Reference Letter

This page is for use by faculty or other referrers for providing a letter of reference for the CatVehicle REU Site. Please submit your letters as soon as possible, in order for us to make timely offers to students. As long as this form is open, you can submit letters on behalf of applicants.

When preparing your letter, please speak to the following aspects of your interaction with the applicant, and provide evaluation where possible regarding:

  • How long and in what capacity you have known the applicant
  • The applicant's technical abilities
  • The applicant's potential to succeed in graduate school
  • The applicant's potential to succeed in a research career
An email to send a confirmation of receipt to the student. The student WILL NOT receive a copy of your letter.
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CAT Vehicle 2019

In 2019 summer, I worked on the CAT Vehicle REU at the University of Arizona. My group created a specialized language that will be used at local Tucson elementary schools to code Lego EV3 robots and the CAT Vehicle (an autonomous vehicle). I want to thank the University of Arizona, the NSF, and the other members of CAT Vehicle and HF projects.

Alex Day's experience: This video outlines the project that I was a part of during the University of Arizona's CAT Vehicle REU.

Video experience of Riley's project on the use of a domain-specific modeling language (DSML) designed in WebGME — a server-based generic modeling environment. The language mirrors the curriculum of non-expert programmers and incorporates the use of sensor data, which is to be deployed on both the Cognitive and Autonomous Test Vehicle (CATVehicle) and Lego EV3 robots. However, maintaining safety within these DSML-designed CPS can be an issue.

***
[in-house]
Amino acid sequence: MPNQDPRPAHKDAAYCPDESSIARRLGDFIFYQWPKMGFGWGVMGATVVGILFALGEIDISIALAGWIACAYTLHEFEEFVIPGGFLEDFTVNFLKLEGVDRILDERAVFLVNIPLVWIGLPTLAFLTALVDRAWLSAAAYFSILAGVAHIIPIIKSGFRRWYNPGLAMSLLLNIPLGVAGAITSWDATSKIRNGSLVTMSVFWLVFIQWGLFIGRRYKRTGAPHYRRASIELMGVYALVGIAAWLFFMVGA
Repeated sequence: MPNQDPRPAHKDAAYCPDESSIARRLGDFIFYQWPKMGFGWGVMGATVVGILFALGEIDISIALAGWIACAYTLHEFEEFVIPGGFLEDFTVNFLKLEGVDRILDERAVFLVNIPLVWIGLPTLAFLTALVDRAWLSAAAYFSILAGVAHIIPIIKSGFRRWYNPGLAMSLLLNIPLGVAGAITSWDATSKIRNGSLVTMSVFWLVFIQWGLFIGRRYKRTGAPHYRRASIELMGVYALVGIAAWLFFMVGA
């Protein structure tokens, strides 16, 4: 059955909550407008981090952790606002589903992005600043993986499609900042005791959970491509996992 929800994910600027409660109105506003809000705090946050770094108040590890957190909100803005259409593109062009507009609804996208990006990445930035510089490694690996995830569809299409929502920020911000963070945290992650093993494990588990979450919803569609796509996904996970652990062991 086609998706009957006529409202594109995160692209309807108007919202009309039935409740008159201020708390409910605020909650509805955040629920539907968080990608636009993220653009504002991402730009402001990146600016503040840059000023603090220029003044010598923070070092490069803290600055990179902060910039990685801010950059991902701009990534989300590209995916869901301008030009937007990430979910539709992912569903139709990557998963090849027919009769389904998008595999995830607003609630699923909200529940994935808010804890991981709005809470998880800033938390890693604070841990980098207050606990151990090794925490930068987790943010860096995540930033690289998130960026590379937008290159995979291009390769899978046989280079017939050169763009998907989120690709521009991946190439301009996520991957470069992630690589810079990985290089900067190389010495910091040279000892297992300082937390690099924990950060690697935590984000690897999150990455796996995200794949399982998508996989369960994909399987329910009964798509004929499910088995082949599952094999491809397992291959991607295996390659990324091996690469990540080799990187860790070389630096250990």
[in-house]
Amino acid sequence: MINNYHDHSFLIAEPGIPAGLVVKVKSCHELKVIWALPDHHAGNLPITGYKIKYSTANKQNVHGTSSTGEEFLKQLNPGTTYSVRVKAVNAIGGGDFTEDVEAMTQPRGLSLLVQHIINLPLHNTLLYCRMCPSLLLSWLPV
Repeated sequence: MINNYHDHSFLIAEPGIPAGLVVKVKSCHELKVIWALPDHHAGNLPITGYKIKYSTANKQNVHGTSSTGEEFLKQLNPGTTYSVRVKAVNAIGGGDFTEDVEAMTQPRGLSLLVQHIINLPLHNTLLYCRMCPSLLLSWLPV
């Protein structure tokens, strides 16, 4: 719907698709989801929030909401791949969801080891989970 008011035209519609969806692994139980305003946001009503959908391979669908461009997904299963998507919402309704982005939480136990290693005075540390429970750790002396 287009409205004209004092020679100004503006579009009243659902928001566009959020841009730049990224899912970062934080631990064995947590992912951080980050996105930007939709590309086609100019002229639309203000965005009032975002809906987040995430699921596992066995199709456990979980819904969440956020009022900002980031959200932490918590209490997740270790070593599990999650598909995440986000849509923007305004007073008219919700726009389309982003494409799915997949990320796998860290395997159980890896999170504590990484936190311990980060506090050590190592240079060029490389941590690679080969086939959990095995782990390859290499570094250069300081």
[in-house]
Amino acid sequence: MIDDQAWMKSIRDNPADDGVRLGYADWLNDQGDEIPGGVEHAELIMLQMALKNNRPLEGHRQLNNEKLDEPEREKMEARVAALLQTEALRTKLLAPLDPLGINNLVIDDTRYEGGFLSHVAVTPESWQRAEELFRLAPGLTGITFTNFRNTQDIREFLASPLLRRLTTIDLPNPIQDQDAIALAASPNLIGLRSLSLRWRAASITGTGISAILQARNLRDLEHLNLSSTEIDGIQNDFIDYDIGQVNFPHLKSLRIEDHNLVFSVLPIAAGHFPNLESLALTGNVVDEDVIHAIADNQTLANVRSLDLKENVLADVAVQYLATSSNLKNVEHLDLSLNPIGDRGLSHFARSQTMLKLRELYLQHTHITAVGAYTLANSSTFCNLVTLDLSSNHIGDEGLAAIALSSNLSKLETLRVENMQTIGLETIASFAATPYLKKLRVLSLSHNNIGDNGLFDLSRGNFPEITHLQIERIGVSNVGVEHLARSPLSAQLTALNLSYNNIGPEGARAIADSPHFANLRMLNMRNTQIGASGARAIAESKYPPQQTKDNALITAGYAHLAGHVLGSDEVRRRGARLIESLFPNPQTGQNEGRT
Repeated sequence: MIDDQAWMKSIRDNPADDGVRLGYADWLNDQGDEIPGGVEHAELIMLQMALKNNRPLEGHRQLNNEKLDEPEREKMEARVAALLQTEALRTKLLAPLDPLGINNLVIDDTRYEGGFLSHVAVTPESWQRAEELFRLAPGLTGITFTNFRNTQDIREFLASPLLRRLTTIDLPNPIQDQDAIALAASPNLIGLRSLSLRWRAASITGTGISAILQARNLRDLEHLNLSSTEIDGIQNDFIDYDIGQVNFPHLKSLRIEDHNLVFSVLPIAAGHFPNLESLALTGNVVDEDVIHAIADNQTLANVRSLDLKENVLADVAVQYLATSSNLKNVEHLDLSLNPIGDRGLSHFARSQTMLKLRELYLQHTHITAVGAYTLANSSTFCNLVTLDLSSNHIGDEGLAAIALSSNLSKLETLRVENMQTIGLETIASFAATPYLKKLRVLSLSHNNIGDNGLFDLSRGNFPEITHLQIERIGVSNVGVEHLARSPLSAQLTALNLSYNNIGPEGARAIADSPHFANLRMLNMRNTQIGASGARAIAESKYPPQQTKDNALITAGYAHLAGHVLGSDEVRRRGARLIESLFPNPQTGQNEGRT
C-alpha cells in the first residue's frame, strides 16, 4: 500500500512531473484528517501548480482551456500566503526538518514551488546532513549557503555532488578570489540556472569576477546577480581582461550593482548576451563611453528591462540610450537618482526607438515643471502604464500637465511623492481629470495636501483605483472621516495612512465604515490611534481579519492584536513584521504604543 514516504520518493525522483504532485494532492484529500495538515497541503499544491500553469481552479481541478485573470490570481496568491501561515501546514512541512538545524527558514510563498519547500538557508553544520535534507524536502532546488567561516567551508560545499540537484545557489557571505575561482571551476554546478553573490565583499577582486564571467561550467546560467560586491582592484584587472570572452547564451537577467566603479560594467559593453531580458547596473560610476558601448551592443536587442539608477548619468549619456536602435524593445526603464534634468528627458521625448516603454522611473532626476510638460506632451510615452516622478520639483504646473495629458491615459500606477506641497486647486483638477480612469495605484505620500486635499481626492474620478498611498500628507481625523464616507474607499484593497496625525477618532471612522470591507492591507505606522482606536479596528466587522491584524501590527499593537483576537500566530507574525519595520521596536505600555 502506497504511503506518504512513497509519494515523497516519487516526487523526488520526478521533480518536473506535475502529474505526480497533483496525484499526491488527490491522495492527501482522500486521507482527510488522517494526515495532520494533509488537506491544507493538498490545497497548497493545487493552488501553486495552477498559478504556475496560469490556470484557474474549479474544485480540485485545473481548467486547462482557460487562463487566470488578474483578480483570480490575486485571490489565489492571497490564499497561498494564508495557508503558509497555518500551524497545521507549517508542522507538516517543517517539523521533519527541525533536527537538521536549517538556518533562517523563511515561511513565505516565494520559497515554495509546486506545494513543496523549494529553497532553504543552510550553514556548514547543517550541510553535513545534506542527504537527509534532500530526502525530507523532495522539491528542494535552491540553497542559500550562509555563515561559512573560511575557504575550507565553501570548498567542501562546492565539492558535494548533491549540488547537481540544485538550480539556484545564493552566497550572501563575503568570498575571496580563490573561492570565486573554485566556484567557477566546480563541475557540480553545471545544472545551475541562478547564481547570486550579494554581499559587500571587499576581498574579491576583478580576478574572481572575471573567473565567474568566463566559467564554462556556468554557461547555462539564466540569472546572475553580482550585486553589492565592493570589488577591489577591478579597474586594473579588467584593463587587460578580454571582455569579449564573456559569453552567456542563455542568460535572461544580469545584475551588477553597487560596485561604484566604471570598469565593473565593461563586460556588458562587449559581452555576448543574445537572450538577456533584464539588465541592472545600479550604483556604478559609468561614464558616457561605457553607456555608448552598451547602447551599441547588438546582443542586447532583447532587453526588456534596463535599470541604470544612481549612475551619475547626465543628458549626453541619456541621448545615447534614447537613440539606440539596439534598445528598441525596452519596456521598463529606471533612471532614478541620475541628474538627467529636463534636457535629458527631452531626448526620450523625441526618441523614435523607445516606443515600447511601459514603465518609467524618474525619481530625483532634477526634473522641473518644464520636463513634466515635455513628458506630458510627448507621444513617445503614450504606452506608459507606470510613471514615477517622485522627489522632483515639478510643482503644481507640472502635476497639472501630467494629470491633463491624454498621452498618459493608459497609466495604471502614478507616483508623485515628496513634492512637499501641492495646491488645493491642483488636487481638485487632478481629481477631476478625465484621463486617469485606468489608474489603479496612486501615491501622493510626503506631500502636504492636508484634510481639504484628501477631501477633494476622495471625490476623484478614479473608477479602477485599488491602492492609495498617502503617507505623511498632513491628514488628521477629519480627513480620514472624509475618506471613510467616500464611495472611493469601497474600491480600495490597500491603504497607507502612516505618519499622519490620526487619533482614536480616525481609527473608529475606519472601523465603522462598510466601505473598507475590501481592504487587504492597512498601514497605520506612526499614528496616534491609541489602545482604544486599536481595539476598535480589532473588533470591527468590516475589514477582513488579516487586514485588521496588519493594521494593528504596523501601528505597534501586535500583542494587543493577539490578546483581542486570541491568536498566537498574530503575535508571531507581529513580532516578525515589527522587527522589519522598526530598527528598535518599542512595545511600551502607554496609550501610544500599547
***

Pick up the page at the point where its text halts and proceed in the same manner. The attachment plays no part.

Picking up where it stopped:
Autonomous driving has captured academic and public imaginations for years. This project attempts to implicitly teach a car to follow the best optimized route to a destination while avoiding obstacles. The car is taught the optimized route based on a reward/penalty system via reinforcement learning. Using only the distance away from the nearest object and the angle of said object, the car avoids collisions and learns the optimized route in computer simulated worlds.

Eric Av's Video experience: Autonomous driving has captured academic and public imaginations for years. This project attempts to implicitly teach a car to follow the best optimized route to a destination while avoiding obstacles. The car is taught the optimized route based on a reward/penalty system via reinforcement learning.

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